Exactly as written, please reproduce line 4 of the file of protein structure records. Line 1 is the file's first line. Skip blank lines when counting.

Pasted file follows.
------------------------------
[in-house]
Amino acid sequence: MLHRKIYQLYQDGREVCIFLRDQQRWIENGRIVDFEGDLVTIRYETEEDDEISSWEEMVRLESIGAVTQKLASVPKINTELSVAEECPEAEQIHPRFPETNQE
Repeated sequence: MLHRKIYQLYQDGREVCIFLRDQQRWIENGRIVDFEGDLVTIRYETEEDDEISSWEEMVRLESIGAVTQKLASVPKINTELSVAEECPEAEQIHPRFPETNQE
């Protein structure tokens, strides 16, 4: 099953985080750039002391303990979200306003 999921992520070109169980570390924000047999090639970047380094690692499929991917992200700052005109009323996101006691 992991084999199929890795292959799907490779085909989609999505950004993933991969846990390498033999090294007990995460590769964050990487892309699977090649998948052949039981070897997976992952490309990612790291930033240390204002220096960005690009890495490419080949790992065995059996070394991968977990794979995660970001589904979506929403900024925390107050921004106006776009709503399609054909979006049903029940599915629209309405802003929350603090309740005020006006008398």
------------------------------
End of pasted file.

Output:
């Protein structure tokens, strides 16, 4: 099953985080750039002391303990979200306003 999921992520070109169980570390924000047999090639970047380094690692499929991917992200700052005109009323996101006691 992991084999199929890795292959799907490779085909989609999505950004993933991969846990390498033999090294007990995460590769964050990487892309699977090649998948052949039981070897997976992952490309990612790291930033240390204002220096960005690009890495490419080949790992065995059996070394991968977990794979995660970001589904979506929403900024925390107050921004106006776009709503399609054909979006049903029940599915629209309405802003929350603090309740005020006006008398």